Thursday, October 29, 2015

Liar, Liar

(Reading Logs on Fire)

If I had a penny for every reading log entry I’ve lied on so far in my children’s elementary school career, I’d be able to pay for their first semester of books in college.

Okay, obviously, I exaggerate. I also do the common core math homework with my kids, so I can estimate in my head. I’d probably only be able to buy a Little Caesar’s HOT-N-READY Pizza.

But I stand by the premise of my point. I lie. On reading logs. A Lot.

And, from a recent Facebook conversation I had with friends, so does everyone else.

These friends were not education-hating non-reading conspiracy-theory moms, mind you. There were more MA’s and Ph.D.’s in that group than I could common core estimate. Most of the commenters work in education. And almost all of us lie on reading logs. All. The. Time.

Why? We are all avid readers. We all believe in the power of reading.

We’ve all seen the handouts. The charts. The memes. If our kids don’t read 20 min a day, every day, they will become education-hating non-reading conspiracy-theory adults. 

The risk is huge. We must incentivize. This reading must happen. And reading logs are an easy way to keep kids and parents on track.

Parents just need to step up and be responsible. At the end of the day, that's the message.

Disclaimer: I’m a teacher. And I don’t believe in homework. I never assign it to underclassmen on purpose. Only my AP seniors get homework, and it is always specifically designed after the college model. I have spoken with many other teachers who don’t believe in homework. But I can't get past the conversations I have had with educators I highly respect. One of them, a high school teacher who formerly taught second grade, said, “I never assigned homework in second grade. Except for 20 min a day of reading. And math facts.” The other educators in my family fundamentally believe in the importance of 20 min of reading a day...and math facts.

<Oh, the math facts. So many problems a day. Worksheet after worksheet. So many tears. So little time.>

When I’ve talked with my kids’ teachers, the reasons have been varied, but the results are the same. 

“It’s a grade-level decision.”

“It’s a district decision.”

“If kids don’t read 20 min a day, they will fall behind.” 

“It’s an incentive for non-readers, and no big deal for avid readers.”

BUT let's STOP for a moment. Let's be honest, here.

We’re ALL LYING. All of us parents. We are liars on the reading log. Maybe we just fudge the numbers. Or make up the titles. Or spread one marathon reading session over several log entries. Day after day, week after week. The reasons and methods are varied, but the results are the same. Everybody does it and everybody knows it.

My daughter reads every night in bed. I know she’s reading. Sometimes she reads for 10 minutes. Sometimes she reads for an hour. She reads books aloud to her brother and me in the car. She reads magazines in the bathtub. She reads the Comcast Ondemand screens as she searches for new Teen Titans Go! episodes. Her bedroom has one clear path from the doorway to her bed and the dresser. And it is lined with books. There are books on her bed, in her bed, under her bed, next to her bed.

But I don’t know every title of what she reads every day and how many minutes she reads each of them. Frankly, I don’t care. She reads. And so I scrawl something on the reading log every day so she doesn’t have to stay inside at recess. “It’s okay, mom, I didn’t mind losing Friday recess for not having my reading log done. I got to stay in and read,” she said.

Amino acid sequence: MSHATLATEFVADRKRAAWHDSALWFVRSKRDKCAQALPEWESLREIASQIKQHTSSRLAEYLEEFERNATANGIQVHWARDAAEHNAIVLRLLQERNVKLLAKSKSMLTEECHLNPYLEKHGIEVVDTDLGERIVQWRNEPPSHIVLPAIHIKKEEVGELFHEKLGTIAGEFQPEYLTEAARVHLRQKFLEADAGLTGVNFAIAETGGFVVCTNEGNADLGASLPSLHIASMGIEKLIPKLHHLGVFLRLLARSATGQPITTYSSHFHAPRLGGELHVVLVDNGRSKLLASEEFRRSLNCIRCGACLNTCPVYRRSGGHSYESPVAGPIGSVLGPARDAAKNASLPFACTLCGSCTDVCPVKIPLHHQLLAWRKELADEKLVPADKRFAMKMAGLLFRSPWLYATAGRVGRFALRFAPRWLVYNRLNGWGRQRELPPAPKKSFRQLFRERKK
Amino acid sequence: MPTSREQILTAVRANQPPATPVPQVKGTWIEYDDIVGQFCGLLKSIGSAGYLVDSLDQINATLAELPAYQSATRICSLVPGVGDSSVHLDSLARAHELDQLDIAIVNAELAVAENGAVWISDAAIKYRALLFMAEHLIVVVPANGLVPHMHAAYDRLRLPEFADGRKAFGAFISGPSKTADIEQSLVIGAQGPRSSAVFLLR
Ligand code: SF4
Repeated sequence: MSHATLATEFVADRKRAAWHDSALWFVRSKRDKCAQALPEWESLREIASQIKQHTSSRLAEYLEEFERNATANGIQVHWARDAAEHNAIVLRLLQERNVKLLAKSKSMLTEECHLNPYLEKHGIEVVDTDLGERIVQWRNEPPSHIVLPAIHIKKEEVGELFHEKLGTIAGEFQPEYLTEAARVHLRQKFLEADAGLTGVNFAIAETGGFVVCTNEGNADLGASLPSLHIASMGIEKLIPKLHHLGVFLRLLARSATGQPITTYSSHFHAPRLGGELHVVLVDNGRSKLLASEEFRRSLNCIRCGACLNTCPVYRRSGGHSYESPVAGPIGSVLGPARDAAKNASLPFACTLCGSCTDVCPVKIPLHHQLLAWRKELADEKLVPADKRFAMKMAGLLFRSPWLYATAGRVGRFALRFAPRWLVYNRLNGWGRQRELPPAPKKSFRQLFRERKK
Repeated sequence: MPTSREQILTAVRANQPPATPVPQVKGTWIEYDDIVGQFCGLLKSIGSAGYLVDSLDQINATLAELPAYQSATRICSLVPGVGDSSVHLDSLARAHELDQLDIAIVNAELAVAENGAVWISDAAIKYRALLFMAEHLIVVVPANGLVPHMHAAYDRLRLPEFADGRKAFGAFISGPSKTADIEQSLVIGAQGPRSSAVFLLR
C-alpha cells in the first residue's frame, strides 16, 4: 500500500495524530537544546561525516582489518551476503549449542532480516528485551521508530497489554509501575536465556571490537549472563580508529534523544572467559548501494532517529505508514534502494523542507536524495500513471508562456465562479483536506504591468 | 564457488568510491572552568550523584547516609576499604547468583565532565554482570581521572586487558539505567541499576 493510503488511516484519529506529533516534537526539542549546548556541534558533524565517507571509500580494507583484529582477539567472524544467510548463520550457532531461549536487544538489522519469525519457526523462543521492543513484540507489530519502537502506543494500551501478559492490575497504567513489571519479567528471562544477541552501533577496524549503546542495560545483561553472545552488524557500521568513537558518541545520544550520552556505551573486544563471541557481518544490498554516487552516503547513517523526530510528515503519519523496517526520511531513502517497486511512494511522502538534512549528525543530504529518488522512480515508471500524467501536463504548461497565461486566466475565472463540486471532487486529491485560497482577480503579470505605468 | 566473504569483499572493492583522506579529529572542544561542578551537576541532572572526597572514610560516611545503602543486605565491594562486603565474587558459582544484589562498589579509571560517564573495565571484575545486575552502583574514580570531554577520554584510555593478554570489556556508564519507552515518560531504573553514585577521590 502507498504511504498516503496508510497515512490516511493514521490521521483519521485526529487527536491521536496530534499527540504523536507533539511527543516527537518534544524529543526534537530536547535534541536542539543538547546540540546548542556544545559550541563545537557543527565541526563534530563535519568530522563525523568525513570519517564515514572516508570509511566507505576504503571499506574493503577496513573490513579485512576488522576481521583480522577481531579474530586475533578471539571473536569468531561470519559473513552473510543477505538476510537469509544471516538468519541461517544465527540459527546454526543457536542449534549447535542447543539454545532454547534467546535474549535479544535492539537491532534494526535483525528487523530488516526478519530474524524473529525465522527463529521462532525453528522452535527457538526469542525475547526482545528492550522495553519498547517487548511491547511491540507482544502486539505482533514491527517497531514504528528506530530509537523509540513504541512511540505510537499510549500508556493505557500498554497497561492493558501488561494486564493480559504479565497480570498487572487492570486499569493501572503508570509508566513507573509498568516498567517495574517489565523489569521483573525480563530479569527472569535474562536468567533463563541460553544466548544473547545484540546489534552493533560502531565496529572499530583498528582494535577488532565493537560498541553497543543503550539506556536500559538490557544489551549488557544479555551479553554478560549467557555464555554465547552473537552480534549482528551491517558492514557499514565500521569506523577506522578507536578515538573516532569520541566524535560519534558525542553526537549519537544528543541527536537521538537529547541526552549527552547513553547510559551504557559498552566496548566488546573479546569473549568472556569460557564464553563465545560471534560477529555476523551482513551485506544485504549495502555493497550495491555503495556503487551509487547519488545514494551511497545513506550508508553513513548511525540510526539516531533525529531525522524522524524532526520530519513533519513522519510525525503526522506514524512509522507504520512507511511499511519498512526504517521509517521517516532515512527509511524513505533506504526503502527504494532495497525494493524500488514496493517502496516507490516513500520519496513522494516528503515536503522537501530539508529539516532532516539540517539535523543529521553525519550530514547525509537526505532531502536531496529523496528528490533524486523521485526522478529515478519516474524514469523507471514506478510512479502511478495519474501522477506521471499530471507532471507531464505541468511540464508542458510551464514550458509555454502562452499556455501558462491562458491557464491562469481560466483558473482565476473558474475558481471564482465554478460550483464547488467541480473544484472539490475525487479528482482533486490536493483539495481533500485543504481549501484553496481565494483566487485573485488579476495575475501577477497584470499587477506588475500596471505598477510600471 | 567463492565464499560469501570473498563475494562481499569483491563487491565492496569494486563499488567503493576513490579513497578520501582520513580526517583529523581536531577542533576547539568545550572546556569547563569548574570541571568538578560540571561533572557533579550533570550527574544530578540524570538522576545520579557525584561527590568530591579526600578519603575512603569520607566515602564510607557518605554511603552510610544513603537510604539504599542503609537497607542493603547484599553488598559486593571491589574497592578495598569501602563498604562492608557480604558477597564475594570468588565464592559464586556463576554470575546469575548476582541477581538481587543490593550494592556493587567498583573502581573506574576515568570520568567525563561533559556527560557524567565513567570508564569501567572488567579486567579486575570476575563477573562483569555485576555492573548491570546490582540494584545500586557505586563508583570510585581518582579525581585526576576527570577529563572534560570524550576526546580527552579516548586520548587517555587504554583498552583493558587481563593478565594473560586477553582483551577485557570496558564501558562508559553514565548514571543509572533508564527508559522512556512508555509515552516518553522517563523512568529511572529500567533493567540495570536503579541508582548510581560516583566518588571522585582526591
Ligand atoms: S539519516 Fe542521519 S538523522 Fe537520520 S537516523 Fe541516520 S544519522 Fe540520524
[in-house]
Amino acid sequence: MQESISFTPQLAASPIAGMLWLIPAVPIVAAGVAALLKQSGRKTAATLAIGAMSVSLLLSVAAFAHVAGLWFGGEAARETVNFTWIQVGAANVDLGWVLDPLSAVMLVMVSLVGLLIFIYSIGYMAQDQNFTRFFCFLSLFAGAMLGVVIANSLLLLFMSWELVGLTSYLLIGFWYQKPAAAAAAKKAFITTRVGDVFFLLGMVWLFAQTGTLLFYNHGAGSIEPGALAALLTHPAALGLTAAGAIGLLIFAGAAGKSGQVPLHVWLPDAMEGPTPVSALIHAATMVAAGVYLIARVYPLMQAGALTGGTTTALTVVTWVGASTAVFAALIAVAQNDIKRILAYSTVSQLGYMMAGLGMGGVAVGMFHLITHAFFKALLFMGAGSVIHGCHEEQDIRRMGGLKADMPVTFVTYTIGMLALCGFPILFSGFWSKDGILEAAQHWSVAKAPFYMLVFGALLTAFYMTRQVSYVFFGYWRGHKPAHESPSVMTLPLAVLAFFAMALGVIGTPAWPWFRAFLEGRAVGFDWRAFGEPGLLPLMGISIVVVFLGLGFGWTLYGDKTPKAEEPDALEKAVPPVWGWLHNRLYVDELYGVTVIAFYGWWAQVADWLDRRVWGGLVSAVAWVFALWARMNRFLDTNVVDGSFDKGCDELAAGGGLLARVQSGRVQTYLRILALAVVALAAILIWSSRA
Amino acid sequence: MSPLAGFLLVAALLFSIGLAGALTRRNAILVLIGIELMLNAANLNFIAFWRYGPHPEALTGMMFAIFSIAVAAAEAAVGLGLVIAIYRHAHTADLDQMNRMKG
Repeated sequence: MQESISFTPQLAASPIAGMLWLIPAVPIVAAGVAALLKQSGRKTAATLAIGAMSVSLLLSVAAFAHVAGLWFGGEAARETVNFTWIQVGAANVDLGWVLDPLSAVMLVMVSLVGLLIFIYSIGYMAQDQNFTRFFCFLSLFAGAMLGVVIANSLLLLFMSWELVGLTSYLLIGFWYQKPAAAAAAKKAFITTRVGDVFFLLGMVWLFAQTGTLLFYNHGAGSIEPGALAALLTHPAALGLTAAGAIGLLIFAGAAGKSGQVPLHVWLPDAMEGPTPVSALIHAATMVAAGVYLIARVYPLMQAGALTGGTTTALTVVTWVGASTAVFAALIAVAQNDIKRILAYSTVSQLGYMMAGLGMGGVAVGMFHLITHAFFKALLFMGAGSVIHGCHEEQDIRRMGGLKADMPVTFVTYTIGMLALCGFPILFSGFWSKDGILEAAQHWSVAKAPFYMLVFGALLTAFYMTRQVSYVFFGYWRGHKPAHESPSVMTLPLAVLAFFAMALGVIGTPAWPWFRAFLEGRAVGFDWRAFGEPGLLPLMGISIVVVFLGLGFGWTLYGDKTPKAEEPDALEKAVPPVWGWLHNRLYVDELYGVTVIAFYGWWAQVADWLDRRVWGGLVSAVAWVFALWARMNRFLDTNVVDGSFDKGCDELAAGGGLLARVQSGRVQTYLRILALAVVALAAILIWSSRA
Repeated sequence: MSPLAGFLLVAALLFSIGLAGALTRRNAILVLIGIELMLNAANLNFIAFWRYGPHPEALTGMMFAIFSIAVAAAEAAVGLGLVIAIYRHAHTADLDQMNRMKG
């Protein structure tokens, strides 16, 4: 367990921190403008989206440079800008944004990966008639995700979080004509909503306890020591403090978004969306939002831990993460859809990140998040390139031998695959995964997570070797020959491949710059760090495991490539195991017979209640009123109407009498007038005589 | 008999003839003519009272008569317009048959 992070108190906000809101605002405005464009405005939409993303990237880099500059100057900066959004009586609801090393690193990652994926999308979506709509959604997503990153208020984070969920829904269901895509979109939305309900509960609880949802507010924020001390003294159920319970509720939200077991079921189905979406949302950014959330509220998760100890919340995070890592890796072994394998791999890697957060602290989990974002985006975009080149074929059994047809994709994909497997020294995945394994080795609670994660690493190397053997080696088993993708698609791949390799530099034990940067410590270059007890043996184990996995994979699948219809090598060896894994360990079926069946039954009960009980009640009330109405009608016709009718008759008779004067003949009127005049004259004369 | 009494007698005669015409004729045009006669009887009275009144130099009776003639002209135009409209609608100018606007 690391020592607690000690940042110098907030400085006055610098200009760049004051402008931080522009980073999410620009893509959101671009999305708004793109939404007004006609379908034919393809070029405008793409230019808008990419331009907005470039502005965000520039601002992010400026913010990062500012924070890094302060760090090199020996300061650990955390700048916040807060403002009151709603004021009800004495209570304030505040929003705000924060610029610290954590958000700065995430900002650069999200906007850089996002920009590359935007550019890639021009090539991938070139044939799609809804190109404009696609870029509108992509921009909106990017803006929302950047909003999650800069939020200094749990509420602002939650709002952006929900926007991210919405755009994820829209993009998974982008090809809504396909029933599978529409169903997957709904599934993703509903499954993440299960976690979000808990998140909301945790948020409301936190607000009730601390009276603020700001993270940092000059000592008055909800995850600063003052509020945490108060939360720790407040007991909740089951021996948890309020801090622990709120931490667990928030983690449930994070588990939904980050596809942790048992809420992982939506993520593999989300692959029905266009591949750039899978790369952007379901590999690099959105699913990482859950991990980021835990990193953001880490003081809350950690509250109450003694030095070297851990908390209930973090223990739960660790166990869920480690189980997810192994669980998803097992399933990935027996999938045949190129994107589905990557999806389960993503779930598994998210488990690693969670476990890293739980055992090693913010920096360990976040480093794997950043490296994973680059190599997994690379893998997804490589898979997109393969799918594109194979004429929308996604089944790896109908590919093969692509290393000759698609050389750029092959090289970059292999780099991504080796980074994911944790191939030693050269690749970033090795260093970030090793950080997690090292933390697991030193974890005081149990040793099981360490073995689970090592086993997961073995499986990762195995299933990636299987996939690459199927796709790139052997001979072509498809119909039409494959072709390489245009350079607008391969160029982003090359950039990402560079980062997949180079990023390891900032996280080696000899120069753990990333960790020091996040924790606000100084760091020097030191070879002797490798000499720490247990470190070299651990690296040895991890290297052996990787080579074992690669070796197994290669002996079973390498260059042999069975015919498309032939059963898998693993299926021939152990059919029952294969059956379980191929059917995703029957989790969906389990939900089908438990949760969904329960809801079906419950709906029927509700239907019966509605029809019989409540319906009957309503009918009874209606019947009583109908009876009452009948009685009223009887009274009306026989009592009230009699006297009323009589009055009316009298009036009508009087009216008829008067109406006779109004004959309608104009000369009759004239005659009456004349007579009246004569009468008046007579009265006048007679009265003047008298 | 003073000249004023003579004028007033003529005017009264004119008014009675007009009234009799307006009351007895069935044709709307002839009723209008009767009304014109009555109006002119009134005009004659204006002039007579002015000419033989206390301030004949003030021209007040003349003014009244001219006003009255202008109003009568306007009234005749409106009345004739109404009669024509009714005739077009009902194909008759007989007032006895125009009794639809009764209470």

I know that we could set up a plan, read on the commute to and from school, practice our math facts together, and be done with it all before we walk in the door. But car rides are when we get to examine the merits of Taylor Swift lyrics, discuss the implications of Hillary Clinton and Donald Trump, and analyze the finer points of secondary Marvel characters. Car rides are also where we discuss the Pledge of Allegiance, what we should say to our friends when they insist that “Let it Go” is a terrible song, and how people can know for sure if they’re gay or straight. I gotta tell you, I’m not substituting our car conversations for homework.

My son, who has not yet received his first reading log, considers himself a non-reader. He is reading at grade level, but he is not reading-confident. Unlike his older sister, he is driven to do his homework and do it right. “Call the teacher,” he’ll sob. “There’s a word missing on the spelling list and the test is tomorrow. Call the teacher!” Maybe reading logs will be an incentive for him. I imagine it will be easy to fill out the reading logs for him when they start to arrive. Every level 1 reader we read takes at least 30 minutes to get through. We stop on every page, as he explains the plot inconsistencies and the missing information on Peter Parker’s transformation. He is frustrated that these books don’t get the stories right: "The Hulk and Iron Man were not on the same team in that story, mom. The book is wrong." When the reading logs begin to arrive, I know that if I can just remember to write down the title of the book and the number of minutes and sign in the little box, I can conquer this windmill.

But I know what will happen. I will come downstairs after tucking him in, and I’ll check Facebook and I’ll make lunches and I’ll fold laundry and I’ll do the dishes and three days later I’ll remember the reading log on the fridge, buried underneath the latest spelling test. I’ll make up book titles. I’ll randomly decide that some days we read for 30 min, and Friday night we only read for 10, because that looks more believable. I’ll sign my name and tally the numbers in my head with my common core math skills and I’ll put the log in the homework folder.

Another reading log finished and turned in. Success.